The Uncomplicated Relationship


“Instead, I have calmed and quieted myself, like a weaned child who no longer cries for it’s mother’s milk, yes, like a weaned child is my soul within me.”  —  Psalm 131:2

How often have we been guilty of “fussiness” in our relationship to God? Many times, I have not been like a “weaned child” who rests in the presence of the Lord. I have fretted because I didn’t have my daily devotional instead of being content with being devoted. I have not prayed enough instead of making my life itself a prayer. Too often my deep inward relationship to God is disturbed because I feel I must constantly prove myself to Him.

This is not the rest God promised, nor will it ever be until I learn that a child does not need to earn its mother’s love, or live in the constant fear of losing it. The child finds contentment in the simple relationship itself.

God is concerned with my being, not my doing. God is not as impressed with my regular church attendance as He is with my heart being a continual altar. God wants me to be a light, not strive to shine; to be a disciple, not act like one.

How uncomplicated was Jesus’ relationship with the Father? It was easy, natural. He could make the most striking claim (“I am the light of the world” John 8:12) as naturally as we eat bread and butter. There was no pumped up striving, no anxious grasping. He was–that is all there is to it!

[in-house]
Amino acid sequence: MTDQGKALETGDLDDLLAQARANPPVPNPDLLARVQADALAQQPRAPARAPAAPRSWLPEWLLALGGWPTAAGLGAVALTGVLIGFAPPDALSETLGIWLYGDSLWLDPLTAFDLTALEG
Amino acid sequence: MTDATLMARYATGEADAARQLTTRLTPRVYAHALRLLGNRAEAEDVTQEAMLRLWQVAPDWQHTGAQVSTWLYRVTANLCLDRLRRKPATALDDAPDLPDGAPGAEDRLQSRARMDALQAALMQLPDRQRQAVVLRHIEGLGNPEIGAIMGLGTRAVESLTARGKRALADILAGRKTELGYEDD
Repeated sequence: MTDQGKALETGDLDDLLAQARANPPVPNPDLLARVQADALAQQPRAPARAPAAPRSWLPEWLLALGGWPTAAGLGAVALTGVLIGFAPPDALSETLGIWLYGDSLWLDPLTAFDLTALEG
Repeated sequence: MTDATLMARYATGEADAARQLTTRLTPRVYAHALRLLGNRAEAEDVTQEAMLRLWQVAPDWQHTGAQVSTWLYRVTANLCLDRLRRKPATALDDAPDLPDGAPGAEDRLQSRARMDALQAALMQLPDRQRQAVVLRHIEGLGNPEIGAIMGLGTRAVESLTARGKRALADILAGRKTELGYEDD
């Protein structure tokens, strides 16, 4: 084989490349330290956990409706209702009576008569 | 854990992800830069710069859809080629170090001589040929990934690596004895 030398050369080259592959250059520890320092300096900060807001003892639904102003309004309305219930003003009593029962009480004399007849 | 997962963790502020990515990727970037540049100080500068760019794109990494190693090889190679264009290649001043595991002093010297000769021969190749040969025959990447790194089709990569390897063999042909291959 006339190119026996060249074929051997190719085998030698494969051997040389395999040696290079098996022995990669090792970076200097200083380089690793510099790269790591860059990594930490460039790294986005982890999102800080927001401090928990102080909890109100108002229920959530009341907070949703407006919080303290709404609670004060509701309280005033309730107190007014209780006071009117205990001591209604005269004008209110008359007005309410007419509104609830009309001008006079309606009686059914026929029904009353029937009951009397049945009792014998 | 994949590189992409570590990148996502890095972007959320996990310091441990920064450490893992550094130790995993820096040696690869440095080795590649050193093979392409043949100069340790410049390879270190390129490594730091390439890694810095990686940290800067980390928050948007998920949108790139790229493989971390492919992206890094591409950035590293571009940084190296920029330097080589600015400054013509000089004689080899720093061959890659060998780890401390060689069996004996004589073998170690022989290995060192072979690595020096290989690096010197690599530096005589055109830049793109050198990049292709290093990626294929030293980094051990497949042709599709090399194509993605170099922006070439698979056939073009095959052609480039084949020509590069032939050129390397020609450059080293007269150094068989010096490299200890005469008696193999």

If I am fussy with God, how fussy will I be toward others? My holiness will become prickliness, and others will avoid me like a plague. If my spirituality offends others, it is a sign that I am too self-conscious of it. I should be the last person in the world to know that I am a blessing to others. I must be as Moses, who “did not know that the skin of his face shone because of his speaking with [God]” (Exodus 34:29). Give me that holy indifference to the effects of godliness, which is in itself godliness.

Advertisements

Leave a comment

Filed under Christian Devotions

Leave a Reply

Fill in your details below or click an icon to log in:

WordPress.com Logo

You are commenting using your WordPress.com account. Log Out / Change )

Twitter picture

You are commenting using your Twitter account. Log Out / Change )

Facebook photo

You are commenting using your Facebook account. Log Out / Change )

Google+ photo

You are commenting using your Google+ account. Log Out / Change )

Connecting to %s